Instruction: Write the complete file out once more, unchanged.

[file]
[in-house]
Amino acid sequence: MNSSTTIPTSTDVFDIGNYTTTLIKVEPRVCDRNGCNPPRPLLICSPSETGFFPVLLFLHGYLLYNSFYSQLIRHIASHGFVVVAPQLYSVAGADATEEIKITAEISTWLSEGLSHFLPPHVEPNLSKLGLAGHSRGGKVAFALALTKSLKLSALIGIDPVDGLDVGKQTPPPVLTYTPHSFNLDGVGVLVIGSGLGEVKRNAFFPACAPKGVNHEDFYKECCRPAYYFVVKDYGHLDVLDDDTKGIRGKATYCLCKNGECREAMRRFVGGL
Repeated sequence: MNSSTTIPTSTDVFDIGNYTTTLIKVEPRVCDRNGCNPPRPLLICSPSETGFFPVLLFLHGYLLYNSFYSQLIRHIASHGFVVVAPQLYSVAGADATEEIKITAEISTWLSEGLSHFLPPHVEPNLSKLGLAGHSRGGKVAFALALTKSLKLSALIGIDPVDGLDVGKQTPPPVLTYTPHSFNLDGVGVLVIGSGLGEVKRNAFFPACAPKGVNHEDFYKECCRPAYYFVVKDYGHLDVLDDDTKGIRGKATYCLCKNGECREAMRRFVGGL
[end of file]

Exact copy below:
[in-house]
Amino acid sequence: MNSSTTIPTSTDVFDIGNYTTTLIKVEPRVCDRNGCNPPRPLLICSPSETGFFPVLLFLHGYLLYNSFYSQLIRHIASHGFVVVAPQLYSVAGADATEEIKITAEISTWLSEGLSHFLPPHVEPNLSKLGLAGHSRGGKVAFALALTKSLKLSALIGIDPVDGLDVGKQTPPPVLTYTPHSFNLDGVGVLVIGSGLGEVKRNAFFPACAPKGVNHEDFYKECCRPAYYFVVKDYGHLDVLDDDTKGIRGKATYCLCKNGECREAMRRFVGGL
Repeated sequence: MNSSTTIPTSTDVFDIGNYTTTLIKVEPRVCDRNGCNPPRPLLICSPSETGFFPVLLFLHGYLLYNSFYSQLIRHIASHGFVVVAPQLYSVAGADATEEIKITAEISTWLSEGLSHFLPPHVEPNLSKLGLAGHSRGGKVAFALALTKSLKLSALIGIDPVDGLDVGKQTPPPVLTYTPHSFNLDGVGVLVIGSGLGEVKRNAFFPACAPKGVNHEDFYKECCRPAYYFVVKDYGHLDVLDDDTKGIRGKATYCLCKNGECREAMRRFVGGL